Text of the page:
By using this site, you agree to our updated Privacy Policy and our Terms of Use. Manage your Cookies Settings.
424,964 Members | 1,290 Online
Bytes IT Community
+ Ask a Question
Need help? Post your question and get tips & solutions from a community of 424,964 IT Pros & Developers. It's quick & easy.

Entering Data In A Form

P: n/a
I'm designing a basic form for data entry into one main table. There
are two fields in the table that I would like to be automatically
populated, not user-entered, when the record is posted.

One is the current system time as a Date/Time value, the other is the
current system username as a Text value.

Being _completely_ new to MS Access, how/where do I set the form to do
this when it posts a record? Also, can I distinguish between an INSERT
and an UPDATE? That way I could have one pair of fields for "record
created" and another for "record last updated."

For reference, I'm using MS Access 2002. The form was created using
the wizard and the only thing I've edited, other than cosmetic changes,
is replacing one of the fields (a foreign key to another table) with a
ComboBox for a support table.

I'm sure this is a terribly trivial task (it's just a matter of getting
the values from the system and putting them into the queries that the
form uses), I'm just entirely unfamiliar with the MS Access environment
and don't know where to look.

A quick nudge in the right direction would be much appreciated. Thank
you.
-cyber0ne

Aug 12 '06 #1
Share this Question
Share on Google+
3 Replies


P: n/a
to date/time stamp each record as it's created, you can set a Default Value
on the field at the table level, in the field's DefaultValue property, or at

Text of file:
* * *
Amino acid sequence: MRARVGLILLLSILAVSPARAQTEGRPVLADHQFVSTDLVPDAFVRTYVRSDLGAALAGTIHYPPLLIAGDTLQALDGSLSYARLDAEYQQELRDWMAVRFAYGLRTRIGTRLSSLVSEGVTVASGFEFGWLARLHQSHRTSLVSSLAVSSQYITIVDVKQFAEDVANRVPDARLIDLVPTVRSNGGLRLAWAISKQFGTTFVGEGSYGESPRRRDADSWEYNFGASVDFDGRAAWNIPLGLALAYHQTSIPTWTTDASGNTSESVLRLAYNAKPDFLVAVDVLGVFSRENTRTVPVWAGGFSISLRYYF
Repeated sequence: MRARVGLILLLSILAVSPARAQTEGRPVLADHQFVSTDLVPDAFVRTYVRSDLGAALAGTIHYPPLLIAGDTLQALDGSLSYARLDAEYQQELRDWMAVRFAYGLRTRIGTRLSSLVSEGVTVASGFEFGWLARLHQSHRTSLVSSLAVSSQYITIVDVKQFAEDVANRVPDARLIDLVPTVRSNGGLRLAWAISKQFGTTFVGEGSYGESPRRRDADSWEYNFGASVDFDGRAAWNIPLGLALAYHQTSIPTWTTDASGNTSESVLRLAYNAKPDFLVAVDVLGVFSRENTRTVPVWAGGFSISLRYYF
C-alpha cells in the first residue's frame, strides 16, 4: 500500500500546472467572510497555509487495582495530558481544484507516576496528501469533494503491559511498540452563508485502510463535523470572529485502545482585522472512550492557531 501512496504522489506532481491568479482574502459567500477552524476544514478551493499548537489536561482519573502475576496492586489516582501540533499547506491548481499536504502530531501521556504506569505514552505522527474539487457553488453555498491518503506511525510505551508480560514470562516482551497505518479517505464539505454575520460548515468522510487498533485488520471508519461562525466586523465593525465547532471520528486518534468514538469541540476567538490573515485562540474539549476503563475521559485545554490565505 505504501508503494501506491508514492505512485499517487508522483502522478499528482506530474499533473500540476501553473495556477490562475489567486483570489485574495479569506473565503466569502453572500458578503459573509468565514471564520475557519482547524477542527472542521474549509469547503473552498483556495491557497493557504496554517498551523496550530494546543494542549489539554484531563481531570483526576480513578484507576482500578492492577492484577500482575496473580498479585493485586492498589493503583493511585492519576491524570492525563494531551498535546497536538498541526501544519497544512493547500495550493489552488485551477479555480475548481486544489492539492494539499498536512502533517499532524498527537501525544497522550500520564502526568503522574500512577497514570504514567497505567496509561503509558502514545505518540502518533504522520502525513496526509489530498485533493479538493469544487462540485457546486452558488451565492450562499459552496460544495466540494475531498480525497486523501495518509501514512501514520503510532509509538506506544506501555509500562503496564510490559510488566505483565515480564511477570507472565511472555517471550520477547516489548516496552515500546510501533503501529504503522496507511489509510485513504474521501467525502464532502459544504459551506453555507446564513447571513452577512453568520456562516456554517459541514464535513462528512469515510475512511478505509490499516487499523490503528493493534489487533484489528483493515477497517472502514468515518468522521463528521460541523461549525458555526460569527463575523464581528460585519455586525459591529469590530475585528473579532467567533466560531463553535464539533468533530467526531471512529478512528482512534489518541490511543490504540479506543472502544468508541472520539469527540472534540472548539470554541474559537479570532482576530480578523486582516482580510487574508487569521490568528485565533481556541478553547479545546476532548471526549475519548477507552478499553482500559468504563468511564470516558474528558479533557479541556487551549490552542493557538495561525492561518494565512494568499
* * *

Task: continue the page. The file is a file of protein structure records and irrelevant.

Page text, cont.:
the form level, in the DefaultValue property of the control bound to the
field, or in the form's BeforeInsert event procedure. the syntax for setting
the property in table or form control is

=Now()

the syntax for setting the field's value in a procedure is

Me!CreatedOnFieldName = Now

substitute the correct field name, of course. to get the current user's
system ID, you can use the procedure found at
http://www.mvps.org/access/api/api0008.htm. paste the procedure into a
public module in your database, and call it from the form's BeforeInsert
event procedure, as

Me!CreatedByFieldName = fOSUserName

to update the "last modified" fields, run the code in the form's
BeforeUpdate event procedure - AFTER any code that may cancel the event -
as,

Me!LastModifiedFieldName = Now
Me!ModifiedByFieldName = fOSUserName

again, substitute the correct field names, of course.

hth
"cyber0ne" <cy*******@gmail.comwrote in message
news:11*********************@m73g2000cwd.googlegro ups.com...
I'm designing a basic form for data entry into one main table. There
are two fields in the table that I would like to be automatically
populated, not user-entered, when the record is posted.

One is the current system time as a Date/Time value, the other is the
current system username as a Text value.

Being _completely_ new to MS Access, how/where do I set the form to do
this when it posts a record? Also, can I distinguish between an INSERT